I’m glad though that with more and more people getting out of poverty, there is hope for improvement of the Filipino cuisine. Never had there been much interest in culinary arts among the youth than today. And more LOVABLE Filipino restaurants are cropping up in the country. Probably, in a decade, this will no longer be the state of COMMON Filipino food.

    By the way, studies show that, as in India, online whiners are either currently or previously much of his life below the poverty line or below average IQ.

  28. avatar Christelle van Vuuren says:

    Haha! Lots of comments here…. I just had the thought though – I wonder if you’ve had the (um…non)pleasure to enjoy Mongolian cuisine?

    Goodluck. We weren’t in Ulaanbaatar and nearby very long, only a week or so. But, we had basically versions of deep fried lamb packets and salad (read gerkins) all that time and we weren’t particularly risk-averse either. We did buy pizza with the idea it would be a quick sit-down before we had to catch the train out of there (try not to buy chain food when away); ended up standing at the front door of the establishment nervously gesturing that we absolutely had to go if the pizzas didn’t arrive “in the next two minutes.” Picture 3 backpackers running panic-stricken through the streets of UB, backpacks on, each with a huge pizza box in outstretched arms and only barely making the train.

    I’d also like to mention that based *nearly entirely on your depictions of Vietnamese cuisine, that’s where I’m heading next. Stuck on an island in the Southern Ocean for a year, so Vietnam and the delicious food is going to be an amazing counterpoint!

    Thanks for the blog and extras – great read. I agree – amazing food brings something to the memory of a place!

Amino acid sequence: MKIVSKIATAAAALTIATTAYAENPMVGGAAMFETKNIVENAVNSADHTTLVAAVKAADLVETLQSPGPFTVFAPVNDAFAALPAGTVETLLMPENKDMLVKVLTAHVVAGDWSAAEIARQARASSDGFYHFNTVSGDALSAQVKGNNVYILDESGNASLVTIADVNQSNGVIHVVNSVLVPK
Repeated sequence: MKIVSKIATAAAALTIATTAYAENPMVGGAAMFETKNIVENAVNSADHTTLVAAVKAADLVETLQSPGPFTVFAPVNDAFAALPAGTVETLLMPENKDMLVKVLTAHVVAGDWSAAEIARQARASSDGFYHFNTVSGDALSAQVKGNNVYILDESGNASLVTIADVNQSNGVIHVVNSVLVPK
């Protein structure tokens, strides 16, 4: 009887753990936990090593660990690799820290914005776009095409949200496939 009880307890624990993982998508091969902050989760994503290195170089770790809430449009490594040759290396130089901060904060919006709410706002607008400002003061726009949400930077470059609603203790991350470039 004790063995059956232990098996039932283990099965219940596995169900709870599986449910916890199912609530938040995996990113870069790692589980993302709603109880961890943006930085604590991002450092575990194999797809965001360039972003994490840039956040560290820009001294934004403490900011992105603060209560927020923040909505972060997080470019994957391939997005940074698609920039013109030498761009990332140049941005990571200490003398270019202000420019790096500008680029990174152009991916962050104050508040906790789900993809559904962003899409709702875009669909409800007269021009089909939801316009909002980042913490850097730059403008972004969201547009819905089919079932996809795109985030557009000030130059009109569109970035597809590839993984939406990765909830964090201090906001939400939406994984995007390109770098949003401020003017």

• avatar Tony says:

      I ate Mongolian food in Inner Mongolia in the mid-1980s. And I’ll agree, it was pretty bad as is most relatively “authentic” Tibetan food. Most real Nepali food also leaves a lot to be desired. Interestingly, along with Filipinos, these are all my favorite people in Asia.

  29. avatar Marie L says:

    On the way late train here but I just found your amazing travel blog an hour ago. I’m planning on a trip to the motherland. One of my concerns is the food. On one hand, I know that all these “fusion” and trendy, hip restaurants will have mediocre food at best. I know can cook better than that. Living in Southern Cali and having access to all these wonderful and diverse fresh local food and hole-in-the wall restaurants, gourmet food trucks, etc, etc, I still would rather eat in my kitchen. On the other hand, I can just feast on fresh seafood and fruit that is abundant and scrumptious in the Philippines. The beaches more than make up for the mediocre food.

    Filipinos are very passionate about their food. But passion does not make it delicious.

    And that’s okay.

    • avatar Tony says:

      You’ll definitely survive. Actually, keep your eyes open for restaurants which are full and you’ll be fine. There’s always a culinary genius somewhere.

  30. avatar Laurelle says:

    I was just taken out to a family dinner in Cerritos, Calif. at a large, very popular Filipino restaurant filled with tables of Filipino families, including a catered party banquet. We tried a variety of foods that were familiar in concept – fish, shellfish, beef, chicken, vegetables, even spaghetti – but new to me, not being a Pinoy. What can I say? Meh. There must be a great deal of comfort for Filipinos in eating their home cuisine, and the two hundred-some people eating there were truly enjoying themselves, but I? Definitely would not go out of my way to eat Filipino cuisine again.

  31. avatar lyn says:

    man… this is an old post but I just had to say that I’m Filipino and I couldn’t stop thinking these comments from people are hilarious! its like trying to force someone to like Vegemite! you like it or you don’t.

    bter im from san diego, too. have you not been to national city aka manila mesa? Filipino foods galore!

    • avatar Thomas says:

      Hi Lyn,

      Funny you mentioned the Filipino food in San Diego, we actually liked the food there more than in the Philippines…

  32. avatar Chef Joe says:

    I visited the cebu area and I will never ever go back to this country in my life!! The food sucks so bad. I used to be a personal chef and live in thailand full time. The food in thailand is night and day compared to this country. I tried the famous spots, take out and a bit of fast food. All garbage in my professional opinion. The famous roasted pig dish is gross and so plain. This lady make me nasty sauce on the spot I almost spit and throw up.